We understand the need to balance the different pressures in the
process, and, most significantly, we are used to being interested
in the sustainability of the outcome in the longer term.
4.4 Changes to Planning Obligations. The
intention to improve the transparency of the process is welcomed.
The Tariff system seems to be the best or the options outlined.
Local flexibility must be given, but the policies of each LA must
be clearly set out so that developers and the public have confidence
in the system. Some benchmarking on the way flexibility is used
might be useful. Accounting for the use of the obligation "income"
is vital. The emphasis on provision of affordable housing as a
first choice where demand is high is welcomebut realistic
demand analysis is needed. Where affordable housing is provided,
authorities should have the ablity to specify the tenure of the
housing to be provided (rent, shared ownership or sale) and to
specify in high demand areas that it should be managed by a regulated
landlord to ensure it stays "affordable"first
sales at initial discounts do little to assist the lower paid
when they get sold on in a rising open market.
We strongly support the concept of mixed tenure
communities and so would support strong guidance that affordable
housing is to be provided "on site" wherever feasible.
In higher demand areas, it is the ability to access sites that
compromises ability to deliver affordable housing, so a "cash"
obligation might not be beneficial. Where RSLs are used to deliver
an affordable housing element, they should be involved in the
process from an early stagetoo often the "affordable
element" is decided late in the day, and the recipient RSL
has no influence on location on the site, built form or environs.
All of these can have a significant impact on sustainability.
We do NOT generally support the idea floated in paragraph 4.24
that whole sites might be reserved for affordable housing. This
might be appropriate for small sites in a few high demand areas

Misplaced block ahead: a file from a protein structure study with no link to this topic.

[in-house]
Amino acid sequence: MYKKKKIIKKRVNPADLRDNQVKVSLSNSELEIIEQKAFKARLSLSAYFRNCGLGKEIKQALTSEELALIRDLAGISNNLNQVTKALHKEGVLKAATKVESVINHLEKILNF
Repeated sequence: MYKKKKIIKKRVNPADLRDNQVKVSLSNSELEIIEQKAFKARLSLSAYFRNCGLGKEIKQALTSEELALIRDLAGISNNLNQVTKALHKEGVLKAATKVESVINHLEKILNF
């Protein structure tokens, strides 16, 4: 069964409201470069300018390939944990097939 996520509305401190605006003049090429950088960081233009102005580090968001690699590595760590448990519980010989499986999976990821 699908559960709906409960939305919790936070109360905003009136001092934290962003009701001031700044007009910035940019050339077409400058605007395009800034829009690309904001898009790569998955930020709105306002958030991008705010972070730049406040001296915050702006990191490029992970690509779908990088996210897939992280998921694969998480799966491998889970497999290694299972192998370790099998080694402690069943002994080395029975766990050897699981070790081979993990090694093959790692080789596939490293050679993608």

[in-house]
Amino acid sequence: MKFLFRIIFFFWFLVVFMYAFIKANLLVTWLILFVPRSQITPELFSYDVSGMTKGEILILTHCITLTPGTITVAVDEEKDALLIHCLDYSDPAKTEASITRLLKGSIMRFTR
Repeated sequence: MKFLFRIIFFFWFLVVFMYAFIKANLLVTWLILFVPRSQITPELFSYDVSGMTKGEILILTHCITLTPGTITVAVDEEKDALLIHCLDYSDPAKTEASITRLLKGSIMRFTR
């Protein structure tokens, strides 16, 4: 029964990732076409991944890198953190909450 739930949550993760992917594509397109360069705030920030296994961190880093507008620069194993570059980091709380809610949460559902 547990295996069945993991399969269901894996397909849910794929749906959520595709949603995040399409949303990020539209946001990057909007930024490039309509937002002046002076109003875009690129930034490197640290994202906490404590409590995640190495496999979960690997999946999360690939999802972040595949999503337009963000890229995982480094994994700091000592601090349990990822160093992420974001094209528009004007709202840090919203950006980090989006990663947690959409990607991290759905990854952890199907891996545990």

where affordable housing is very scarce and the wider neighbourhood
of mixed character will result, but our approach is that for sites
of any significance, a mixture of tenures on the site is more
4.5 Compulsory Purchase Orders. The proposals
are generally helpful. CPOs for planning purposes will be needed
to assist area regeneration. The use of a "loss" payment
over market value will assist the process, but the extra cost
should not be borne by the subsequent development proposals if
it will exceed the site value.
4.6 Effects of changes. There is much detail
yet to be resolved, but generally we believe the changes have
the potential to deliver more certainty and faster decisions.
The decisions should also be better ones if the detailed implementation
is correct. The potential is there for better public consultation,
but winning the trust of the public will not be an easy process.
In particular, the proposals for involvement in major infrastructure
decisions will need to be sensitively managed.
4.7 Planning's contribution to the urban
renaissance. In general, the planning process has been a brake
on development and regeneration of many urban areas. Under-resourcing
and ineffective systems have meant that effort has had to be concentrated
in development control, which is totally reactive, rather than
in active forward planning, partnership building and focused regeneration
activity. If the proposed changes can deliver a speedier and more
effective development control system and a more responsive and
flexible forward planning process, planning could play a positive
role in the much-needed urban renaissance. But it will only be
able to achieve this if it is properly resourced and officers
and members engage with communities. The statutory role of planning
in determining applications and the advocacy and community capacity
building roles may conflict with each other. The catalyst and
promoter of regeneration and renaissance may need to be a third
party, as has proved fruitful in the Masterplanning exercises
Group Chief Executive
Gp Director, Procurement and Development
Strategy and Support Manager